Charles K. Coe
With continuing high unemployment, withering budget cuts by state and local governments and massive cuts in federal spending, nonprofits can take some basic steps to weather the continuing financial storm.
First they should establish policies.
That means adopting a mission statement and strategic plan, and adopting and following policies to avoid financial conflicts of interest, invest funds, select a bank, select an auditor, and create a financial reserve.
Next, nonprofits can focus on their core mission.
They should refer to their mission statement to make tough financial decisions.
If budget cuts are required, nonprofits should reduce or eliminate the programs that least serve their mission.
And though financially pressed, they should resist the temptation to take funding for programs that are unrelated to their mission.
Nonprofits also should track their performance.
They can use a cash-flow projection, for example, to track receipts, expenses and invest funds.
And they can track measures of financial performance.
Funders are most interested in how much nonprofits spend directly on programs, known as the “program-efficiency ratio;” on fundraising expenses, or the “fundraising-efficiency ratio;” and how much is in a contingency reserve, or the “unrestricted-net-assets ratio.”
Nonprofits should select knowledgeable folks for the finance committee, which should help the whole board to understand the financial picture.
And they should particularly try to maintain their financial reserve because they cannot anticipate the next funding shock.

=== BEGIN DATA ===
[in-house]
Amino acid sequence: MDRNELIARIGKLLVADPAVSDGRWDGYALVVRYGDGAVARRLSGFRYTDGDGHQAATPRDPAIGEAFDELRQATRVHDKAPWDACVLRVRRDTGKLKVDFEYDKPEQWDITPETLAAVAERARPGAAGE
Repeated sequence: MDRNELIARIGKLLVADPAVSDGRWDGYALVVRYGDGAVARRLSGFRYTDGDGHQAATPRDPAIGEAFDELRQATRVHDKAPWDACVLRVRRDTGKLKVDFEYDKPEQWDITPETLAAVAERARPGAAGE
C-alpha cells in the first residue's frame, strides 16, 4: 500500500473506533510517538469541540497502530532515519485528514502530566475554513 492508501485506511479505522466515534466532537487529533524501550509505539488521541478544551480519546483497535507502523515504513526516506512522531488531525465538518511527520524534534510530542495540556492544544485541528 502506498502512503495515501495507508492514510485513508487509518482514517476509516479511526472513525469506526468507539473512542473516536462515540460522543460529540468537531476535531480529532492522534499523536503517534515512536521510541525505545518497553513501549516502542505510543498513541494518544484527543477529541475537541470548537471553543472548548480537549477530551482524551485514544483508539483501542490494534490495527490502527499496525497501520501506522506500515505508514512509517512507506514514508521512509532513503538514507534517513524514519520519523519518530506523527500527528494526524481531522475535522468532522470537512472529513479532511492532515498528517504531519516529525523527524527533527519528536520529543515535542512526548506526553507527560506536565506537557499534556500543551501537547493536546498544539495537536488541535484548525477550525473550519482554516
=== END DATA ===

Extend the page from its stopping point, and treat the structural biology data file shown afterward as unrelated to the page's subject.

High-energy costs, for example, may become alarmingly high due to the unrest and uncertainty in the Mideast.
Nonprofits also should be entrepreneurial.
Financially difficult times require creative measures. So nonprofits should renegotiate terms with donors to focus on core programs.
Nonprofits should question long-standing assumptions.
Can folks, for example, be cross-trained to perform several duties?
Can nonprofits use technology to more effectively provide and market services? A nonprofit, for example, might use a computerized-screening telephone service to help clients access its services more quickly.
Finally, nonprofits should face hard reality.
Laying someone off who is doing a great job is extremely hard.
We know about the person’s circumstances, know his or her family, indeed many are like family to us.
However, waiting too long to face fiscal reality is a big mistake.
The longer a nonprofit waits, the more severe the cuts must be.
Indeed, many have to close their doors because they have been unable to make the hard decisions that would have ensured existence.
Nonprofits should be transparent about their finances.
All along, nonprofits should alert employees to the financial status what cost-cutting actions may be necessary.
Charles K. Coe is a professor of public and international affairs at North Carolina State University. His book, Nonprofit Financial Management: A Practical Guide, will be published this year by John Wiley & Sons.